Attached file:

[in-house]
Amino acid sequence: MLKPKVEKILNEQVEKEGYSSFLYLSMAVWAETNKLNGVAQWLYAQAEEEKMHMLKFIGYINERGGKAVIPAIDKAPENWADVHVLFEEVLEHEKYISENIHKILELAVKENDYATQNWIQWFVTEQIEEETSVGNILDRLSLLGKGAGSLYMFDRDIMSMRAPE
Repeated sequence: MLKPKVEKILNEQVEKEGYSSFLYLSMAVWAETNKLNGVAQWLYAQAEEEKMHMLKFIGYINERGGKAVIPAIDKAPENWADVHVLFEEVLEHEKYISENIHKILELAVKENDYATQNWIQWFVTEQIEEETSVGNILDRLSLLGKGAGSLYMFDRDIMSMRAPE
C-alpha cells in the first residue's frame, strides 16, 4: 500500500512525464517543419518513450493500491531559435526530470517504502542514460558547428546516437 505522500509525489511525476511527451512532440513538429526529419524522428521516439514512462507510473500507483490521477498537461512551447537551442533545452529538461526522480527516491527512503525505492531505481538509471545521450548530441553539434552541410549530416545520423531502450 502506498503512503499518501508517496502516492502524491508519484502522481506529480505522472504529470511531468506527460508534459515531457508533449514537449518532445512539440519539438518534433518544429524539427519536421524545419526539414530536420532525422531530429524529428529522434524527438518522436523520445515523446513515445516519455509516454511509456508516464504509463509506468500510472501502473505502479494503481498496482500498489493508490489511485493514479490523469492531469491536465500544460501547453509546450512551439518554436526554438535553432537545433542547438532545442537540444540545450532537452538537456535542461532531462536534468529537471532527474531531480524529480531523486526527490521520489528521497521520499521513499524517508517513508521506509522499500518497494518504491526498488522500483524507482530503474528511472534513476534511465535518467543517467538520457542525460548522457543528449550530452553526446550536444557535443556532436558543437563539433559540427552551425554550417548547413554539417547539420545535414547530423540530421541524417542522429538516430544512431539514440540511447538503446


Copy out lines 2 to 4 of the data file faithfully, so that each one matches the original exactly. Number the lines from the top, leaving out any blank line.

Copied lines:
Amino acid sequence: MLKPKVEKILNEQVEKEGYSSFLYLSMAVWAETNKLNGVAQWLYAQAEEEKMHMLKFIGYINERGGKAVIPAIDKAPENWADVHVLFEEVLEHEKYISENIHKILELAVKENDYATQNWIQWFVTEQIEEETSVGNILDRLSLLGKGAGSLYMFDRDIMSMRAPE
Repeated sequence: MLKPKVEKILNEQVEKEGYSSFLYLSMAVWAETNKLNGVAQWLYAQAEEEKMHMLKFIGYINERGGKAVIPAIDKAPENWADVHVLFEEVLEHEKYISENIHKILELAVKENDYATQNWIQWFVTEQIEEETSVGNILDRLSLLGKGAGSLYMFDRDIMSMRAPE
C-alpha cells in the first residue's frame, strides 16, 4: 500500500512525464517543419518513450493500491531559435526530470517504502542514460558547428546516437 505522500509525489511525476511527451512532440513538429526529419524522428521516439514512462507510473500507483490521477498537461512551447537551442533545452529538461526522480527516491527512503525505492531505481538509471545521450548530441553539434552541410549530416545520423531502450 502506498503512503499518501508517496502516492502524491508519484502522481506529480505522472504529470511531468506527460508534459515531457508533449514537449518532445512539440519539438518534433518544429524539427519536421524545419526539414530536420532525422531530429524529428529522434524527438518522436523520445515523446513515445516519455509516454511509456508516464504509463509506468500510472501502473505502479494503481498496482500498489493508490489511485493514479490523469492531469491536465500544460501547453509546450512551439518554436526554438535553432537545433542547438532545442537540444540545450532537452538537456535542461532531462536534468529537471532527474531531480524529480531523486526527490521520489528521497521520499521513499524517508517513508521506509522499500518497494518504491526498488522500483524507482530503474528511472534513476534511465535518467543517467538520457542525460548522457543528449550530452553526446550536444557535443556532436558543437563539433559540427552551425554550417548547413554539417547539420545535414547530423540530421541524417542522429538516430544512431539514440540511447538503446